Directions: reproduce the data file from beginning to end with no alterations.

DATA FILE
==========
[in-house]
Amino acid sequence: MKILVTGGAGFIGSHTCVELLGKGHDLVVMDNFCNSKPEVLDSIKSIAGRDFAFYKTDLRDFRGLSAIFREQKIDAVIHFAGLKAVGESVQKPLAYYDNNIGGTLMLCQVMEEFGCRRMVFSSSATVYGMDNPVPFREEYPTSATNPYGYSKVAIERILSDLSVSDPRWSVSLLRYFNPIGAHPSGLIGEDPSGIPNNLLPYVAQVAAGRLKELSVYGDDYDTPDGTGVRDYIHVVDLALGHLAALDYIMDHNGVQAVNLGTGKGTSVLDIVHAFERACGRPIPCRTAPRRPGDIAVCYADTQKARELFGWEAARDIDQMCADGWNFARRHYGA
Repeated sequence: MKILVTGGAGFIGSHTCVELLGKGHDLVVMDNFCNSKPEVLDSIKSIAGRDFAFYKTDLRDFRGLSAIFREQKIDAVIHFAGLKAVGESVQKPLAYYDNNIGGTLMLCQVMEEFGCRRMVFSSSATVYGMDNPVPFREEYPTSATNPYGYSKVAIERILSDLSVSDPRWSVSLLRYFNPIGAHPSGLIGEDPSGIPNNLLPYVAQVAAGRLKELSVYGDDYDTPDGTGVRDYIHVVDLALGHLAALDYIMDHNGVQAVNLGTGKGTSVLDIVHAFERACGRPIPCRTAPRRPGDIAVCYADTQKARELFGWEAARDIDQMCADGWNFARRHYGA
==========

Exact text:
[in-house]
Amino acid sequence: MKILVTGGAGFIGSHTCVELLGKGHDLVVMDNFCNSKPEVLDSIKSIAGRDFAFYKTDLRDFRGLSAIFREQKIDAVIHFAGLKAVGESVQKPLAYYDNNIGGTLMLCQVMEEFGCRRMVFSSSATVYGMDNPVPFREEYPTSATNPYGYSKVAIERILSDLSVSDPRWSVSLLRYFNPIGAHPSGLIGEDPSGIPNNLLPYVAQVAAGRLKELSVYGDDYDTPDGTGVRDYIHVVDLALGHLAALDYIMDHNGVQAVNLGTGKGTSVLDIVHAFERACGRPIPCRTAPRRPGDIAVCYADTQKARELFGWEAARDIDQMCADGWNFARRHYGA
Repeated sequence: MKILVTGGAGFIGSHTCVELLGKGHDLVVMDNFCNSKPEVLDSIKSIAGRDFAFYKTDLRDFRGLSAIFREQKIDAVIHFAGLKAVGESVQKPLAYYDNNIGGTLMLCQVMEEFGCRRMVFSSSATVYGMDNPVPFREEYPTSATNPYGYSKVAIERILSDLSVSDPRWSVSLLRYFNPIGAHPSGLIGEDPSGIPNNLLPYVAQVAAGRLKELSVYGDDYDTPDGTGVRDYIHVVDLALGHLAALDYIMDHNGVQAVNLGTGKGTSVLDIVHAFERACGRPIPCRTAPRRPGDIAVCYADTQKARELFGWEAARDIDQMCADGWNFARRHYGA